The Daily Gamecock

Harvard professor visits university, discusses impact of Vietnam War

Kalb: Foreign policy still influenced by past

Kalb, who spent 30 years reporting with CBS News and NBC News, came to USC to promote his new book, "Haunting Legacy: Vietnam and the American Presidency from Ford to Obama."
April 30, 1975 — the war's ending date — was a "moment of supreme humiliation" for the United States, Kalb said.

"On that day the United States was kicked out of Saigon by the North Vietnamese Army," Kalb said.
He added that former President Lyndon Johnson, who is widely scrutinized for the war's bleak outcome, referred to North Vietnam as a "raggedy-a-- little fourth-rate country."

Even though the United States was and still is a great power, Kalb said, it was nevertheless beaten by a "raggedy-a-- little fourth-rate country."

This foreign failure had a domino effect on how the next seven presidents conducted their foreign policies, Kalb posited.

Even though 299 American and French servicemen were killed during the October 1983 bombing in Beirut, former President Ronald Reagan did not attack those responsible in Lebanon because he didn't want to fight another Vietnam War, according to Kalb.

"Reagan said that he couldn't attack these people because the American people had already been spooked by the Vietnam experience, and he didn't want to put them through that again," he said.

Kalb cited the Gulf War as another example of Vietnam's lingering effects on policy, arguing that when Iraq invaded Kuwait in August 1990, former President George H. W. Bush sent in troops only because the United States had a clear objective, Congress's approval, an exit strategy and an overwhelming military force — all of the components the U.S. lacked during the Vietnam War.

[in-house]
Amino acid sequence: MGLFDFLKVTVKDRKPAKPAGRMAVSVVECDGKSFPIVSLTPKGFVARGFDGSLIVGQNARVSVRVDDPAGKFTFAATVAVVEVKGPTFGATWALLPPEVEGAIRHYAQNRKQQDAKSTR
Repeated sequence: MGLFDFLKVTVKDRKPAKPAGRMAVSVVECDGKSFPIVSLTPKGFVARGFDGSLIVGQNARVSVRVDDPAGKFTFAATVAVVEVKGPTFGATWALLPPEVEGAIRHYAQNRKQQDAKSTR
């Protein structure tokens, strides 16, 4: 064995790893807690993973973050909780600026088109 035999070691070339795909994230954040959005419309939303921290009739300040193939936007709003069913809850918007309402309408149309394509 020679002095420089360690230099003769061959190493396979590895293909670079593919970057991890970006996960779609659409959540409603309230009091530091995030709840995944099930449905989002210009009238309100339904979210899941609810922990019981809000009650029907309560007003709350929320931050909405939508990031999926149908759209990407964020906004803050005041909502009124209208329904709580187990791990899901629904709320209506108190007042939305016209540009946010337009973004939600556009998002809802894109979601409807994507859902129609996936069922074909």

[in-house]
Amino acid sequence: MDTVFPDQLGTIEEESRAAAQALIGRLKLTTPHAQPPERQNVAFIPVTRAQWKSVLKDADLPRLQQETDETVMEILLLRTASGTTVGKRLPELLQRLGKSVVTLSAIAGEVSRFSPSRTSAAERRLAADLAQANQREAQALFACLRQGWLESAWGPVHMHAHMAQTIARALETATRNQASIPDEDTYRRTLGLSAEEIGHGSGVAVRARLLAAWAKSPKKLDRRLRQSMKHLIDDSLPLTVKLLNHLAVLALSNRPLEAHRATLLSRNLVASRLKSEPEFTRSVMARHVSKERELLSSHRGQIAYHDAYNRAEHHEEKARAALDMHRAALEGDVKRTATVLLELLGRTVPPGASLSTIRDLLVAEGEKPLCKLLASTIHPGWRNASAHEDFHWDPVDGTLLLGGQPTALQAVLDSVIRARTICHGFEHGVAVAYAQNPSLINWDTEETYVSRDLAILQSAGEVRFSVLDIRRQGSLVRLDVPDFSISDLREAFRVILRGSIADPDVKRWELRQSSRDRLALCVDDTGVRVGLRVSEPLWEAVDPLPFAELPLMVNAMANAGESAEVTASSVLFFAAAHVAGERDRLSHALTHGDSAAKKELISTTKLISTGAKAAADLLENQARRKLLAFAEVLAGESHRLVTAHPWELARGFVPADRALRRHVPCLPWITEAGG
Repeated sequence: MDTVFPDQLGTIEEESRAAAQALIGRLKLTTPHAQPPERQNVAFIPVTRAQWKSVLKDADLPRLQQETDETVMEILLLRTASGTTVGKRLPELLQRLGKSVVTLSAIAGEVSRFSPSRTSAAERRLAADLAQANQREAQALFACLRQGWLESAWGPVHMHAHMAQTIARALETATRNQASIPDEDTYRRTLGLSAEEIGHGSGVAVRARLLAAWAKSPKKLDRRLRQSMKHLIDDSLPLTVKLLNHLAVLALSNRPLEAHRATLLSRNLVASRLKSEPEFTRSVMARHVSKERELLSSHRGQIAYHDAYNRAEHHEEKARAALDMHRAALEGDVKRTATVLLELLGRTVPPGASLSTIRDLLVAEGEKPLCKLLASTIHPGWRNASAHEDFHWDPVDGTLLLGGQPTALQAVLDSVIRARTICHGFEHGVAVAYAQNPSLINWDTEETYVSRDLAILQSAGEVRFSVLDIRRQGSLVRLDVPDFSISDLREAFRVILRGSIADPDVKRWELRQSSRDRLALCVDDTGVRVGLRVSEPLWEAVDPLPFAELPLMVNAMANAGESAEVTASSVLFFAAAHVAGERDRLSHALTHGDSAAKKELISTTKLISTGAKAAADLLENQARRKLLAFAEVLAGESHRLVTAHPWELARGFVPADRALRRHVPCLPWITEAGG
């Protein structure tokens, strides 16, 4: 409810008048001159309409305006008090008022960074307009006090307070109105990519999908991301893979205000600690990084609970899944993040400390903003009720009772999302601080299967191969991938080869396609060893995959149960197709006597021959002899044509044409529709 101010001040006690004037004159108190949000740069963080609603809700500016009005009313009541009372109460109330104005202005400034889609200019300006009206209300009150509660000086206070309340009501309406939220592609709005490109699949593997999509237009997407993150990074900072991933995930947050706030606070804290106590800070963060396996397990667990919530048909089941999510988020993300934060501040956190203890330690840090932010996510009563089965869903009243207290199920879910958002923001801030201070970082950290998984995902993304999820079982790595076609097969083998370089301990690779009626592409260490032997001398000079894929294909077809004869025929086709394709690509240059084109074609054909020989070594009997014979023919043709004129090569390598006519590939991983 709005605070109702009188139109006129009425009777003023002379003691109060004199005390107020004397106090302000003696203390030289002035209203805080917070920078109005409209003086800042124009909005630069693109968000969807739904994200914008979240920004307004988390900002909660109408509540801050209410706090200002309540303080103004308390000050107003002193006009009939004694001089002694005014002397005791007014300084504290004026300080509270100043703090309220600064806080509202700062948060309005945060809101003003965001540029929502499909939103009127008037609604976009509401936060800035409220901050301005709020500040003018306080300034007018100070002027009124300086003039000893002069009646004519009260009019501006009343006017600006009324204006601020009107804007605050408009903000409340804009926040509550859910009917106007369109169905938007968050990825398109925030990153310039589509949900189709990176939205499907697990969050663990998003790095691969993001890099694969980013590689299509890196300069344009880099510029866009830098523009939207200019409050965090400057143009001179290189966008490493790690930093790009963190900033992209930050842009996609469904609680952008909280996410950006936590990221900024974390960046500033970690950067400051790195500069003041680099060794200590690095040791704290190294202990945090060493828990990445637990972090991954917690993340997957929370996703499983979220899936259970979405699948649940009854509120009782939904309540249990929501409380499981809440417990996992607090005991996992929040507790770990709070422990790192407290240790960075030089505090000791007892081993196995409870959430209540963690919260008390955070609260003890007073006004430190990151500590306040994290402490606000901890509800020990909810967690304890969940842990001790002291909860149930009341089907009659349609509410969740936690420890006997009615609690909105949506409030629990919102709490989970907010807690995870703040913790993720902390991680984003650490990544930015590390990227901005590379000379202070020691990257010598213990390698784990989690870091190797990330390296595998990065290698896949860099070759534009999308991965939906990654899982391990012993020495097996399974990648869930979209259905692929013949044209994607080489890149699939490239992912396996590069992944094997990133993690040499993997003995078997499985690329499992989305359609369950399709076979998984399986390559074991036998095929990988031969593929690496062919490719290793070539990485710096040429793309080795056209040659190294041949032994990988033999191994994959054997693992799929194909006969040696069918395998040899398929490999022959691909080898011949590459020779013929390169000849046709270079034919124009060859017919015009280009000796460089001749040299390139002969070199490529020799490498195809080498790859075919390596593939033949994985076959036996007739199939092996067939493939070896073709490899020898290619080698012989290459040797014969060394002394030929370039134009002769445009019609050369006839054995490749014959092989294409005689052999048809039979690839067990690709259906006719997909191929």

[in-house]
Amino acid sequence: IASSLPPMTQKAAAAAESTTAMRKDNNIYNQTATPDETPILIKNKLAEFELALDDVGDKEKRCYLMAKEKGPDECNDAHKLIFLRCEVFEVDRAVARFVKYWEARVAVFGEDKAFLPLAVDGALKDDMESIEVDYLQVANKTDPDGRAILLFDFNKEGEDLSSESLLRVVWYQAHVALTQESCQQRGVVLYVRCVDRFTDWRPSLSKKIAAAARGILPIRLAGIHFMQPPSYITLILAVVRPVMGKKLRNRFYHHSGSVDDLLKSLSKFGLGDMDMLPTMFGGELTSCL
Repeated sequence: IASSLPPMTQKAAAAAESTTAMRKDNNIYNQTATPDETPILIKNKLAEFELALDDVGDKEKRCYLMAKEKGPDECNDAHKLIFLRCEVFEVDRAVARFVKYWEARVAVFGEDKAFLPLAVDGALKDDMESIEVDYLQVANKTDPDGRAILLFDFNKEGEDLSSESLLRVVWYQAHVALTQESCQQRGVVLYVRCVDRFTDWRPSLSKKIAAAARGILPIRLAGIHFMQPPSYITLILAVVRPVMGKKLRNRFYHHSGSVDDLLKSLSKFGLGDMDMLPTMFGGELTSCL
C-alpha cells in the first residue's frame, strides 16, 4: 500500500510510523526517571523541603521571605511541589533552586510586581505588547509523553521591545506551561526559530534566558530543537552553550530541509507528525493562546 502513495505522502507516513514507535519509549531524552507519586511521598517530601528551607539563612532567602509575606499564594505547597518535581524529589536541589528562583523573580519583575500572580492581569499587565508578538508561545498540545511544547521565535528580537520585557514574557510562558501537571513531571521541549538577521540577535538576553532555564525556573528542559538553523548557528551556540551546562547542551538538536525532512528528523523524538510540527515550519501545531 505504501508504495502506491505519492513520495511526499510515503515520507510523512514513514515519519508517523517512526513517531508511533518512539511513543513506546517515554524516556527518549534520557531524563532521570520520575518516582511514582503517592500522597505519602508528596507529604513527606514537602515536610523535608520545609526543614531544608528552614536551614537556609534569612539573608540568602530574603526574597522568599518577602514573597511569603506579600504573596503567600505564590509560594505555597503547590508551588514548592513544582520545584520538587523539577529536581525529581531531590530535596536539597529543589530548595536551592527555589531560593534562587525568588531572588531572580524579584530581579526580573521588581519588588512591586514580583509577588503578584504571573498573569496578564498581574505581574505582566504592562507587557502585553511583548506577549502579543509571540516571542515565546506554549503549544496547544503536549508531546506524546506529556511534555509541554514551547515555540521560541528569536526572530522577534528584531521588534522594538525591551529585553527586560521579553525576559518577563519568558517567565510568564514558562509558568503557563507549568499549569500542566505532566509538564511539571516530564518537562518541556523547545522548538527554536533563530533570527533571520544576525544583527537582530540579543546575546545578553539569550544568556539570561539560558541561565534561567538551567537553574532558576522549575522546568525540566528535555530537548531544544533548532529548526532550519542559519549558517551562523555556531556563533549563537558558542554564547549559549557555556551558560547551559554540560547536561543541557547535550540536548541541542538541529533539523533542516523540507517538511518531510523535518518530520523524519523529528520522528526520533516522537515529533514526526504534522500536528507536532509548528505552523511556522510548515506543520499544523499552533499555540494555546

"Vietnam was like a person ... it sat like a ghost marching up and down as a warning of what could have gone wrong," Kalb said.

President Barack Obama has stated many times that "Afghanistan is not Vietnam," Kalb pointed out, indicating how "haunting" the historical proxy is for our current leaders.

"I think that what Obama is doing at this point is kicking the can down the road," Kalb said of the president's handling of the current wars. "Not losing but not winning."

Kalb was the last speaker of Walker Institute of International Studies 50th Anniversary Lecture Series.

Gordon Smith, the Walker Institute's director, said he was delighted to have Kalb close the special lecture series.

"I don't think we could've had a better speaker that could look at past events and see how they still resonate in making foreign policy," Smith said.

After the talk ended, the University Bookstore had a table in the auditorium selling Kalb's book while the author signed copies.

Third-year Russian language student Josh George said the lecture was "informative" for him.

Waiting in line to get a book and Kalb's signature, George described the lecture as "definitely food for thought on how to not repeat accidents from the past."